Sixteen (Wild and Precious, Part III)

Dear Melina,

I got back from a long run the other day and was standing in the shower when I realized that the end of June was upon us and I hadn’t started your birthday letter yet. So, like last year, it was another “Holy shit!” moment. (For real, my dear. I said it out loud in the shower.) The universe might have something to say about starting two birthday letters with profanity, but you know what? I don’t care. (This is a family blog, so I just refrained from using an even more egregious word there.)

Anyway, back to the point, which is that you’re turning sixteen this year. What? When? How? I have that same reaction for all my children every time a birthday rolls around. Not because I acknowledge how old I am but because the time really marches on, no matter what we do. Sometimes time passing feels like a trickle, other times a deluge, but on average, the days move quickly.

That’s how I feel about this past year. We’ve gone a full 365 days, and I can scarcely believe it. But I feel like I’ve belabored that point far too much in these birthday letters, so I think this year, I’m going to go with something else. Which is, as much as I thought I knew about you, there’s so much I don’t.

Deep down, I recognized this, of course—we can’t know everything about everyone, including people we spend an inordinate amount of time with. But our trip to Walloon in June proved that point (ahem, I’ll just say three words here: red, white, blue), and your time with the Anytown crew a week later confirmed it.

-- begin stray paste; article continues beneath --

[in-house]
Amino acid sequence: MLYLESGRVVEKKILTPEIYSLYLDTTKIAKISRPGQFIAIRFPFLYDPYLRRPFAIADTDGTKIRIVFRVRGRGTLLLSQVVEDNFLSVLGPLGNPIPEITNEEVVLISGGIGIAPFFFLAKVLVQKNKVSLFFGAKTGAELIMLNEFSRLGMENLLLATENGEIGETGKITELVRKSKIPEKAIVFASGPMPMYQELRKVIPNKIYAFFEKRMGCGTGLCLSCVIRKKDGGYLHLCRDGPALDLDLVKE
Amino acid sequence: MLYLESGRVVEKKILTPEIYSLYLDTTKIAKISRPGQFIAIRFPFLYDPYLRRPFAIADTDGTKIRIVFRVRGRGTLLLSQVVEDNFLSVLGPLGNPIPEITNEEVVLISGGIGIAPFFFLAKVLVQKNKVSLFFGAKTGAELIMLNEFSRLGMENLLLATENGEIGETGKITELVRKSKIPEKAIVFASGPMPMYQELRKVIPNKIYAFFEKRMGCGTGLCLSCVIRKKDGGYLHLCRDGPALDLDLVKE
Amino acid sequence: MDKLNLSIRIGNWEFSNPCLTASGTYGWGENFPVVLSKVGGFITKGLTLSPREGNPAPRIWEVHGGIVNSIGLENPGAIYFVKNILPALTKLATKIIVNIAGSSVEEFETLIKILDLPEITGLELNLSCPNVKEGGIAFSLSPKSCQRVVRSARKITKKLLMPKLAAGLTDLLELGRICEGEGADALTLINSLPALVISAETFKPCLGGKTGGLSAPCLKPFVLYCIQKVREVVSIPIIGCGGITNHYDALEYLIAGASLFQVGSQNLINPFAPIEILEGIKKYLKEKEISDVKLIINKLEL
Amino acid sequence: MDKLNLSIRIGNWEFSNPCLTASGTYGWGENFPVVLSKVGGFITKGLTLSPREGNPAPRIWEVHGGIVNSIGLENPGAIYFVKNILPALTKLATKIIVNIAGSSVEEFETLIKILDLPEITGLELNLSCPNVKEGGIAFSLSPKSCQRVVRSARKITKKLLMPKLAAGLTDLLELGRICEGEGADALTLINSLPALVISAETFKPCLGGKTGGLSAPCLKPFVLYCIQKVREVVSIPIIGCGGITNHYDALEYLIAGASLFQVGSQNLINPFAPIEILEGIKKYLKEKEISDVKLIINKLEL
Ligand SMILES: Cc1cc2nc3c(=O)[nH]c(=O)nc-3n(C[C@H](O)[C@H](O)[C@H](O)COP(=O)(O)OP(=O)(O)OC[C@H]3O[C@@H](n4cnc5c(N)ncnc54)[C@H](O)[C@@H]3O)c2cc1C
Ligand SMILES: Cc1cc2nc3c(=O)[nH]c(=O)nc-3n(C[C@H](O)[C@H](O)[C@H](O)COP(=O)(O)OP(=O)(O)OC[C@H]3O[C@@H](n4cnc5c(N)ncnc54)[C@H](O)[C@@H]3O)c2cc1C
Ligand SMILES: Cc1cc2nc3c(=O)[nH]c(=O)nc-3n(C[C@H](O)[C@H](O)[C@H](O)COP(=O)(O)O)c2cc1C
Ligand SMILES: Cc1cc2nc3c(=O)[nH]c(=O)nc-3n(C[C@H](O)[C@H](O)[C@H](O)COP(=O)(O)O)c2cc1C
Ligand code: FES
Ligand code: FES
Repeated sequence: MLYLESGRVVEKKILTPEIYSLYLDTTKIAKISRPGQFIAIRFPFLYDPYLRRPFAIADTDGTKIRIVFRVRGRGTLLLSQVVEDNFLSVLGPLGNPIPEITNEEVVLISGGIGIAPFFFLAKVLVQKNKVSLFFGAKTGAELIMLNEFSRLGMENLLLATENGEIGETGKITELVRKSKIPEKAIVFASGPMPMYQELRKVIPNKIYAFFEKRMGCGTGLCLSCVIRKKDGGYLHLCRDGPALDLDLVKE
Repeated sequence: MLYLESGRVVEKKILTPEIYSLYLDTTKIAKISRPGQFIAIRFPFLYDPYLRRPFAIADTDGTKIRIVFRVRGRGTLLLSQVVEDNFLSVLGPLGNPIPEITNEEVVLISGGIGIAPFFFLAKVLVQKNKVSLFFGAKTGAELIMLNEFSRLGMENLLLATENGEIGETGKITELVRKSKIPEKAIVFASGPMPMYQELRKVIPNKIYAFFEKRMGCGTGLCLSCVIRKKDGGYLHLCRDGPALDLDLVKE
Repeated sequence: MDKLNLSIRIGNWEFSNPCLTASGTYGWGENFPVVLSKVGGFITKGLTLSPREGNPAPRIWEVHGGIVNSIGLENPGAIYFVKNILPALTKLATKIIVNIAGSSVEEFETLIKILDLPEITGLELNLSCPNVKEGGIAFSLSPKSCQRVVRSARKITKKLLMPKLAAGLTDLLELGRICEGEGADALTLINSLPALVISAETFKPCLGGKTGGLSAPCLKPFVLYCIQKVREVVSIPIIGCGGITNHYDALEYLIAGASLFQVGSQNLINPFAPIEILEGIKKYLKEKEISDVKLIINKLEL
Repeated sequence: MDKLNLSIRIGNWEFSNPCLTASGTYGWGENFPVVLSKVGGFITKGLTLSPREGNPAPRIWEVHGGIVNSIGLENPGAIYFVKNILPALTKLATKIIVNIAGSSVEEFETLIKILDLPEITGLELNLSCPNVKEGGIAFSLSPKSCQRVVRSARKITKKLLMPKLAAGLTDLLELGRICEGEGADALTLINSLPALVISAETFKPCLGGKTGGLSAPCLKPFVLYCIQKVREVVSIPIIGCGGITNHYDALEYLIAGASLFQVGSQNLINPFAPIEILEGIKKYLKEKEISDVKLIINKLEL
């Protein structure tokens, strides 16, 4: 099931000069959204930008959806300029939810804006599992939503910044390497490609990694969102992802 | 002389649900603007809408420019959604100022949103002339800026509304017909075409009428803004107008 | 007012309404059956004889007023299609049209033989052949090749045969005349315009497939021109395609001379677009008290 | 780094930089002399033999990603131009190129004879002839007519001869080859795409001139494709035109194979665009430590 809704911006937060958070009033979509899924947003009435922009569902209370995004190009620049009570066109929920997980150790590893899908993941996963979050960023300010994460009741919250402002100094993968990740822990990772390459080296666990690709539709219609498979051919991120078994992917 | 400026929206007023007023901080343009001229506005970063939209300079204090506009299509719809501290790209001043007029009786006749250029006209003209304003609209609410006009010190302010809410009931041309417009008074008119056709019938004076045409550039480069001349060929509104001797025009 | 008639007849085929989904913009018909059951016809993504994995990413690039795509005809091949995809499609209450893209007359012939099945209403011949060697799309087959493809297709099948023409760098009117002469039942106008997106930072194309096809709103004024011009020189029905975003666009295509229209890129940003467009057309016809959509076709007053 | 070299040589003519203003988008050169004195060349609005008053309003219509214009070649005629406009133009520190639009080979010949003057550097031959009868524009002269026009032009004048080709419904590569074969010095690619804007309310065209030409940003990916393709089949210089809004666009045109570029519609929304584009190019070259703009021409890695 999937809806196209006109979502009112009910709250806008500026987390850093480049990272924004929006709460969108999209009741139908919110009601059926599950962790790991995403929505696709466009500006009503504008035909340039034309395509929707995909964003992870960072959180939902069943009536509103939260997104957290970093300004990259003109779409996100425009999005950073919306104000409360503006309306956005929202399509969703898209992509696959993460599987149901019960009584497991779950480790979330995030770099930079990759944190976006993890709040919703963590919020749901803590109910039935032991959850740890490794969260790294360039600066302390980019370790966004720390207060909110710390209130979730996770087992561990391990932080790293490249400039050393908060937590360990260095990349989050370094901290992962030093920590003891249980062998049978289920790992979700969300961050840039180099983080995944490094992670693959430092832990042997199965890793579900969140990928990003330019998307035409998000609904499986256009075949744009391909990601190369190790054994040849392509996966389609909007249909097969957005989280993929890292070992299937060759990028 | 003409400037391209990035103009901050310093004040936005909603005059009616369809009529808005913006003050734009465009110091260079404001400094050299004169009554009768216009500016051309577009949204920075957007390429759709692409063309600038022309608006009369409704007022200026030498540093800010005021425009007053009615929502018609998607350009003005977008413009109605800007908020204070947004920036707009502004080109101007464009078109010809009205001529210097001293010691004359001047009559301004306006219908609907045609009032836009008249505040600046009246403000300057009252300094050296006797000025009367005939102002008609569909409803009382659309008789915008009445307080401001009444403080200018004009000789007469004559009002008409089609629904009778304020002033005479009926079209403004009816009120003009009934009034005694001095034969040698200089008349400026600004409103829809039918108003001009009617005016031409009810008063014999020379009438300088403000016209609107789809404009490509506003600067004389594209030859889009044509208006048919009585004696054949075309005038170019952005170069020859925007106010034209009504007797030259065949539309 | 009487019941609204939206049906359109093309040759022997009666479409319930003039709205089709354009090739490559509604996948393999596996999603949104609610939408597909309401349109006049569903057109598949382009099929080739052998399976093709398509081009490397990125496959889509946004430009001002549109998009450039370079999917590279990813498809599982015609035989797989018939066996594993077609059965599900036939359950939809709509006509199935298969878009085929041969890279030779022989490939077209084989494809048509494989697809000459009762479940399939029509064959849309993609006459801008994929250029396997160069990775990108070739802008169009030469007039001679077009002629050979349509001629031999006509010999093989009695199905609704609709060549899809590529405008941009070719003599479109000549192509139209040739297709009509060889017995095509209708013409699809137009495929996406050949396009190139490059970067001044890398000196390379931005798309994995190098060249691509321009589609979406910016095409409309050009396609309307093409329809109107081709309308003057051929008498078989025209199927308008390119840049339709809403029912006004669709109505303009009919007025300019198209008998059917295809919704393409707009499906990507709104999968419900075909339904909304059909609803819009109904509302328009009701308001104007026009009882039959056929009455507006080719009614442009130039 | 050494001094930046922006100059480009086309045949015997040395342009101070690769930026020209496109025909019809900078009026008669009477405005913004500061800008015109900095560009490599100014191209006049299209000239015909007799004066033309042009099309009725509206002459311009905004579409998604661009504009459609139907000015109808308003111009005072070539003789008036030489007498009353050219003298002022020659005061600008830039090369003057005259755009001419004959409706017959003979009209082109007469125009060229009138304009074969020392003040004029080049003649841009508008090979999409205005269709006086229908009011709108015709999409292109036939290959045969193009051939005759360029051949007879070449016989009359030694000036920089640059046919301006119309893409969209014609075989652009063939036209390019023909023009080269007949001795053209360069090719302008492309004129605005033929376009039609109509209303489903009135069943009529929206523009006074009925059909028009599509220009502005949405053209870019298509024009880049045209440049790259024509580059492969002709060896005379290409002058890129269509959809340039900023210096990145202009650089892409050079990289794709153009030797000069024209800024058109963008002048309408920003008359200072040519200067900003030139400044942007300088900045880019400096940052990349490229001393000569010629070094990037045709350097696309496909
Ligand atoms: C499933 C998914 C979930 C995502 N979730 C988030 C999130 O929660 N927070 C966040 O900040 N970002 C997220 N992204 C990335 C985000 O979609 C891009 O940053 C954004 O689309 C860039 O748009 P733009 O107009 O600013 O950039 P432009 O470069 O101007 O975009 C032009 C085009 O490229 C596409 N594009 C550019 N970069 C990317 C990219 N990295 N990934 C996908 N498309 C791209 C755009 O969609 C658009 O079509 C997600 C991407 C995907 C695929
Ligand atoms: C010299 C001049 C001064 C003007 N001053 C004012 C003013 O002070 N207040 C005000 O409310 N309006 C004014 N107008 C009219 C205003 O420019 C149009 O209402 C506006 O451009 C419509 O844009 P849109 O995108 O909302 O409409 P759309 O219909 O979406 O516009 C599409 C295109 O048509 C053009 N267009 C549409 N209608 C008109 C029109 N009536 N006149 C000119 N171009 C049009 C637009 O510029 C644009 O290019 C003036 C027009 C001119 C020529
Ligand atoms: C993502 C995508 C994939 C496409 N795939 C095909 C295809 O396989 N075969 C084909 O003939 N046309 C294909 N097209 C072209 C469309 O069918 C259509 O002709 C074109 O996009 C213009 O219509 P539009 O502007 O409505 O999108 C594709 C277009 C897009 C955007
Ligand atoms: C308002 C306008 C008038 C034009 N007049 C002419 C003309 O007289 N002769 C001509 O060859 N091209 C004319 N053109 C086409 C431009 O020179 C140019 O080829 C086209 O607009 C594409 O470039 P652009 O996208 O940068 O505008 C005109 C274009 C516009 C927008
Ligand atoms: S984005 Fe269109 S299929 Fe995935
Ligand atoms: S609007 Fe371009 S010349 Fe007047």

The thing is, although there’s a lot I don’t know about you yet, much of it is to be admired.

Let me back up and say I’ve always admired you for your creativity, your smile, your resilience and courage, your determination, and your dedication. (Anyone who can teach themselves to flare their nostrils is good people.) What I now understand is that you’re also kind and empathetic and compassionate. You’ll do things for someone else without being asked. You want life to be good and happy and just for everyone, and you’re an excellent and supportive friend. I suspected these things, but I didn’t have proof of them. Now I do, which means my admiration of you has grown.


When your siblings turned sixteen, I asked them a very important question, as posed by the late poet Mary Oliver in her poem The Summer Day.

Tell me, what is it you plan to do
with your one wild and precious life?

Now it’s time to ask you that same thing, and I’m not asking what your plans are for when you grow up. I know that answer—you’re determined to be a writer. (Heck, you already are a writer.) No, instead I want you to think about your life, what your life means to you, what your life’s purpose is, and what you can do to honor that purpose. I want you to look around, at your friends, your family, your classmates, your colleagues, open your eyes to what is happening, and try to make a positive difference. I want you to apply your creativity and patience and dedication to causes and jobs and relationships. I want you to reach for the stars, dream big, and realize your potential. I want you to take all the characteristics I admire in you and utilize them for good. I want you to make full use of your “one wild and precious life.”

It’s not easy—I can tell you that. But I know you’re up to the challenge, and I know I look forward to seeing what you can do. Remember this, too—if you need any help, Daddy and I are here to help.

Happy Birthday, Melina. I love you.

Photo of candles by Tyler Delgado on Unsplash.


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